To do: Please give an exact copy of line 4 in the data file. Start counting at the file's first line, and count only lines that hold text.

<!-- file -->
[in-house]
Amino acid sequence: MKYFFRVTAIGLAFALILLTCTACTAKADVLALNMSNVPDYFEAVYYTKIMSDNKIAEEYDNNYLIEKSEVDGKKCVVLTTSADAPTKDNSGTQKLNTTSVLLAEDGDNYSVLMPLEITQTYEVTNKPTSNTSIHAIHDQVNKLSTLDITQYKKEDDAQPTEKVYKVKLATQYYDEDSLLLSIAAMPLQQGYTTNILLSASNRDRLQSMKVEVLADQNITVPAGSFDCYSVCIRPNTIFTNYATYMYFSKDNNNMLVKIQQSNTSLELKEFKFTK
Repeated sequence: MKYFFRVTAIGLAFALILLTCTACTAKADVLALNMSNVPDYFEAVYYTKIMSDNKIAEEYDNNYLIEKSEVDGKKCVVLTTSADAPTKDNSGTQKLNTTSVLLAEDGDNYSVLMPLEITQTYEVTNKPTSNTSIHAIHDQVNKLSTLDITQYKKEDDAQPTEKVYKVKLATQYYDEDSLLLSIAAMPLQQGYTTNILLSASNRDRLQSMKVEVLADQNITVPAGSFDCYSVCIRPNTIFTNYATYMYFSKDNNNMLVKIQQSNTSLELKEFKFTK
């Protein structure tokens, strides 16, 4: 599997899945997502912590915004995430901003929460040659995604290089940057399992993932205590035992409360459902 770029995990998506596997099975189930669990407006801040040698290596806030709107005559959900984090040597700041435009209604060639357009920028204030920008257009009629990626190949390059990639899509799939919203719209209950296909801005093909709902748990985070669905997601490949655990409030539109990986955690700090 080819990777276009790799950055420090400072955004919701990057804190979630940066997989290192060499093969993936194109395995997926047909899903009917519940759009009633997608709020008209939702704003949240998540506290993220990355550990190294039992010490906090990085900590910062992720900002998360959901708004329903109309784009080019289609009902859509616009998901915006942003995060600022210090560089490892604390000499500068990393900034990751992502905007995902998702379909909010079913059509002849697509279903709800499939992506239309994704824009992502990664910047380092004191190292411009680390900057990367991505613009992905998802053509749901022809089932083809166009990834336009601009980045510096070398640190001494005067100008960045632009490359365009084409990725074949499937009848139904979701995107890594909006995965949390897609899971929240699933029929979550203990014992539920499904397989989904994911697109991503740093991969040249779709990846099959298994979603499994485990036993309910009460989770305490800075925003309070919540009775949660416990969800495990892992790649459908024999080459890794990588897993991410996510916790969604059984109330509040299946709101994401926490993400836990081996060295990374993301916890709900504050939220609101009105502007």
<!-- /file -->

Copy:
């Protein structure tokens, strides 16, 4: 599997899945997502912590915004995430901003929460040659995604290089940057399992993932205590035992409360459902 770029995990998506596997099975189930669990407006801040040698290596806030709107005559959900984090040597700041435009209604060639357009920028204030920008257009009629990626190949390059990639899509799939919203719209209950296909801005093909709902748990985070669905997601490949655990409030539109990986955690700090 080819990777276009790799950055420090400072955004919701990057804190979630940066997989290192060499093969993936194109395995997926047909899903009917519940759009009633997608709020008209939702704003949240998540506290993220990355550990190294039992010490906090990085900590910062992720900002998360959901708004329903109309784009080019289609009902859509616009998901915006942003995060600022210090560089490892604390000499500068990393900034990751992502905007995902998702379909909010079913059509002849697509279903709800499939992506239309994704824009992502990664910047380092004191190292411009680390900057990367991505613009992905998802053509749901022809089932083809166009990834336009601009980045510096070398640190001494005067100008960045632009490359365009084409990725074949499937009848139904979701995107890594909006995965949390897609899971929240699933029929979550203990014992539920499904397989989904994911697109991503740093991969040249779709990846099959298994979603499994485990036993309910009460989770305490800075925003309070919540009775949660416990969800495990892992790649459908024999080459890794990588897993991410996510916790969604059984109330509040299946709101994401926490993400836990081996060295990374993301916890709900504050939220609101009105502007």